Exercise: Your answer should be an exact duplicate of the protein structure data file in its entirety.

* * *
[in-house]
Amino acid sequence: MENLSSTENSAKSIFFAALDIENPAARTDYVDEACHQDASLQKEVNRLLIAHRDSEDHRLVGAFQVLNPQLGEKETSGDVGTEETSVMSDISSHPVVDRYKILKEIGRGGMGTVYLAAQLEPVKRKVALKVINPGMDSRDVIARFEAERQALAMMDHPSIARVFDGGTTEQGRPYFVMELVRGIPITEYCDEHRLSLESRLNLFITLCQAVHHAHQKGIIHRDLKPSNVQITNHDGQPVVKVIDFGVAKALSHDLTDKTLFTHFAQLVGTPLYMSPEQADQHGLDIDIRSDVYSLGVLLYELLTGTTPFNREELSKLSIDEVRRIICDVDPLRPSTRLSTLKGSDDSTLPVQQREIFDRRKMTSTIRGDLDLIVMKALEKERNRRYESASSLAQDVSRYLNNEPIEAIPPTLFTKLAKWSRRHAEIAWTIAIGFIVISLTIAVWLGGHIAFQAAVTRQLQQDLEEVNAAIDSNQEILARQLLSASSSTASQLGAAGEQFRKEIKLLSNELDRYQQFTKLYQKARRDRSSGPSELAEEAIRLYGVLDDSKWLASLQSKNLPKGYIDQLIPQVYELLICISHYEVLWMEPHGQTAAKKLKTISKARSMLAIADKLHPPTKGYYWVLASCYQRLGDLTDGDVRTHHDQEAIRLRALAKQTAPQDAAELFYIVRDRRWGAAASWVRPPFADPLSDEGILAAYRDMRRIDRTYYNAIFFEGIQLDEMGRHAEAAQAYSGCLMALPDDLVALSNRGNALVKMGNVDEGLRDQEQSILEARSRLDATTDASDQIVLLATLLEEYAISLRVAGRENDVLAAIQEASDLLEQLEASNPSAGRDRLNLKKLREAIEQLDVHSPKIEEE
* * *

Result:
[in-house]
Amino acid sequence: MENLSSTENSAKSIFFAALDIENPAARTDYVDEACHQDASLQKEVNRLLIAHRDSEDHRLVGAFQVLNPQLGEKETSGDVGTEETSVMSDISSHPVVDRYKILKEIGRGGMGTVYLAAQLEPVKRKVALKVINPGMDSRDVIARFEAERQALAMMDHPSIARVFDGGTTEQGRPYFVMELVRGIPITEYCDEHRLSLESRLNLFITLCQAVHHAHQKGIIHRDLKPSNVQITNHDGQPVVKVIDFGVAKALSHDLTDKTLFTHFAQLVGTPLYMSPEQADQHGLDIDIRSDVYSLGVLLYELLTGTTPFNREELSKLSIDEVRRIICDVDPLRPSTRLSTLKGSDDSTLPVQQREIFDRRKMTSTIRGDLDLIVMKALEKERNRRYESASSLAQDVSRYLNNEPIEAIPPTLFTKLAKWSRRHAEIAWTIAIGFIVISLTIAVWLGGHIAFQAAVTRQLQQDLEEVNAAIDSNQEILARQLLSASSSTASQLGAAGEQFRKEIKLLSNELDRYQQFTKLYQKARRDRSSGPSELAEEAIRLYGVLDDSKWLASLQSKNLPKGYIDQLIPQVYELLICISHYEVLWMEPHGQTAAKKLKTISKARSMLAIADKLHPPTKGYYWVLASCYQRLGDLTDGDVRTHHDQEAIRLRALAKQTAPQDAAELFYIVRDRRWGAAASWVRPPFADPLSDEGILAAYRDMRRIDRTYYNAIFFEGIQLDEMGRHAEAAQAYSGCLMALPDDLVALSNRGNALVKMGNVDEGLRDQEQSILEARSRLDATTDASDQIVLLATLLEEYAISLRVAGRENDVLAAIQEASDLLEQLEASNPSAGRDRLNLKKLREAIEQLDVHSPKIEEE